In the police report, Moore wrote that after officers placed Hargrove in a police car, she continued to scream out of the window at them for about five minutes.
“While Hargrove was in the backseat I asked what her name was and when she provided it as ‘Tatyana’ I said, ‘Don’t lie to me, that’s a girl’s name. What is your name?’ ” the police report stated. “Hargrove said, ‘I’m a girl, I just don’t dress like one.’ This was when I first discovered she was a female.”
A search of her backpack revealed no weapons, the report stated.
A Bakersfield police spokesman told The Washington Post he would not comment further on the case but confirmed that the department had determined that the officers had exercised appropriate use of force on Hargrove.
In the video on the Bakersfield NAACP’s Facebook page, Hargrove does not say anything about fighting back at the officers.
“I read the paper, my paperwork, though, and it said that I shoved an officer and flipped him on his back,” she said in the video, adding a look of disbelief. “There were dogs and guns drawn on me. Like, I would never do anything like that.”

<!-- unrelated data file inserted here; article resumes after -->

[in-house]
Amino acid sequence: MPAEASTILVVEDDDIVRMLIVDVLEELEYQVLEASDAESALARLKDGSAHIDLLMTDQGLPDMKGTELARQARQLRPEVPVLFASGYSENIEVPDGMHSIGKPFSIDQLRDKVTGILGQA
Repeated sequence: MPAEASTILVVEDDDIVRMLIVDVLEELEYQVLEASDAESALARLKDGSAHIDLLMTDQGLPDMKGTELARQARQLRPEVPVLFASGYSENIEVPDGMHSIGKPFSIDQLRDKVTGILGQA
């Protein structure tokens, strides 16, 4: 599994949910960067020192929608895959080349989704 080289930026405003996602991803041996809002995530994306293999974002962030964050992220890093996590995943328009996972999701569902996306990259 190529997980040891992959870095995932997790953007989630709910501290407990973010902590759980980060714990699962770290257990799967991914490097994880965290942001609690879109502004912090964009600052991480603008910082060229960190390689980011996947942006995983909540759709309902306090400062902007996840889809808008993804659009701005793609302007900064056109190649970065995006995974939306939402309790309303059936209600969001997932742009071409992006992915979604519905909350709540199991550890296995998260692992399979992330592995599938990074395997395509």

A call to the Bakersfield chapter of the NAACP was not immediately returned early Wednesday afternoon. The group is organizing a “Justice for Tatyana” rally Thursday, started a Change.org petition to have Hargrove’s charges dismissed and launched a crowdfunding page to raise money for her medical bills and legal fees.
Hargrove’s parents, who were interviewed for the video but not named, said it was extremely difficult for them to believe what happened to their daughter could be justified.
“Every day I have to change her bandages and I see her, the injuries that she has. It’s really hard for me,” Hargrove’s mother said in the video, fighting back tears.
“Why should my daughter be charged with a crime? All she did was stop to drink some water because it was 100-something degrees. That’s ridiculous,” Hargrove’s father said in the video. “She was coming home to celebrate Father’s Day with me. It’s not right. It’s not right.”